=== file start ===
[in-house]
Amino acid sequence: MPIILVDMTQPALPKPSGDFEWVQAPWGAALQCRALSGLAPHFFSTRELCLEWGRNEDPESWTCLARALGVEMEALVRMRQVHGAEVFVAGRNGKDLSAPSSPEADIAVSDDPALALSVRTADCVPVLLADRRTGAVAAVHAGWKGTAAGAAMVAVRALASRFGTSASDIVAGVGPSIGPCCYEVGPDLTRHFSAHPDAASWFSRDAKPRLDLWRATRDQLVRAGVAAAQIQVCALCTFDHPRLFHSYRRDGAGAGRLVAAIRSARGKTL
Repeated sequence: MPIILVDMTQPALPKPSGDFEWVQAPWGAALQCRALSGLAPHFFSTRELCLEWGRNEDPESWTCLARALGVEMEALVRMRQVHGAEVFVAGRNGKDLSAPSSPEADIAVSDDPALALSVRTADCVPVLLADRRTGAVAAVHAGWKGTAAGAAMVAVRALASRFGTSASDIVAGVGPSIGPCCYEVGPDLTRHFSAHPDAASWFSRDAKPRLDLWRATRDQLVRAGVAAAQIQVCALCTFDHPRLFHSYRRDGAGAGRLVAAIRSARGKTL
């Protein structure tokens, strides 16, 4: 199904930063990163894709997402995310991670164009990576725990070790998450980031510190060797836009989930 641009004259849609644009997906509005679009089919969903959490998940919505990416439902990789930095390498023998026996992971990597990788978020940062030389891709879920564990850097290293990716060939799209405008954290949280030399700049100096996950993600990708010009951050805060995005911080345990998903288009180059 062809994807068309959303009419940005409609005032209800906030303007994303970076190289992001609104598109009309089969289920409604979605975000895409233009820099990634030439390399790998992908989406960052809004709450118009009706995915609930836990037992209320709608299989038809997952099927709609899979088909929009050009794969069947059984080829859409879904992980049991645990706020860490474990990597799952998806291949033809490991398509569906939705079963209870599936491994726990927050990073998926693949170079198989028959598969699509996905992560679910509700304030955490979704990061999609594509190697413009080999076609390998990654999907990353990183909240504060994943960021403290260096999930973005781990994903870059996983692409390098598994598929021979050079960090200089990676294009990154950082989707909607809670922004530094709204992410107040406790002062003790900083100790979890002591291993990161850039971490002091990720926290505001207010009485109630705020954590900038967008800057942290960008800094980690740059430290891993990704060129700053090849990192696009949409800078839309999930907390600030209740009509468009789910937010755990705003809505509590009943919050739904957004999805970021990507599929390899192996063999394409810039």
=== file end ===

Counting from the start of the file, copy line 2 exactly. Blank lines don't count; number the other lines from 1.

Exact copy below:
Amino acid sequence: MPIILVDMTQPALPKPSGDFEWVQAPWGAALQCRALSGLAPHFFSTRELCLEWGRNEDPESWTCLARALGVEMEALVRMRQVHGAEVFVAGRNGKDLSAPSSPEADIAVSDDPALALSVRTADCVPVLLADRRTGAVAAVHAGWKGTAAGAAMVAVRALASRFGTSASDIVAGVGPSIGPCCYEVGPDLTRHFSAHPDAASWFSRDAKPRLDLWRATRDQLVRAGVAAAQIQVCALCTFDHPRLFHSYRRDGAGAGRLVAAIRSARGKTL